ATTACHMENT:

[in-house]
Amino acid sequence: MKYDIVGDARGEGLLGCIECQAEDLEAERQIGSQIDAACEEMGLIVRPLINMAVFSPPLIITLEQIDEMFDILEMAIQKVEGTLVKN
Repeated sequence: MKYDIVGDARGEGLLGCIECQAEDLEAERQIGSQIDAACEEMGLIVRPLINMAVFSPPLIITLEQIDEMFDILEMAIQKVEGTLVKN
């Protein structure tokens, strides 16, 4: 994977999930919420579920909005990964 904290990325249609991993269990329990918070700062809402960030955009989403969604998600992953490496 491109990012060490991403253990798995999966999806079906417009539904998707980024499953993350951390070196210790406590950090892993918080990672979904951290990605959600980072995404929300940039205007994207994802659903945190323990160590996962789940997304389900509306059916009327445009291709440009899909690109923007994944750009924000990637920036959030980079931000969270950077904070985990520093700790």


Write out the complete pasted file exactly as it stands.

[in-house]
Amino acid sequence: MKYDIVGDARGEGLLGCIECQAEDLEAERQIGSQIDAACEEMGLIVRPLINMAVFSPPLIITLEQIDEMFDILEMAIQKVEGTLVKN
Repeated sequence: MKYDIVGDARGEGLLGCIECQAEDLEAERQIGSQIDAACEEMGLIVRPLINMAVFSPPLIITLEQIDEMFDILEMAIQKVEGTLVKN
């Protein structure tokens, strides 16, 4: 994977999930919420579920909005990964 904290990325249609991993269990329990918070700062809402960030955009989403969604998600992953490496 491109990012060490991403253990798995999966999806079906417009539904998707980024499953993350951390070196210790406590950090892993918080990672979904951290990605959600980072995404929300940039205007994207994802659903945190323990160590996962789940997304389900509306059916009327445009291709440009899909690109923007994944750009924000990637920036959030980079931000969270950077904070985990520093700790």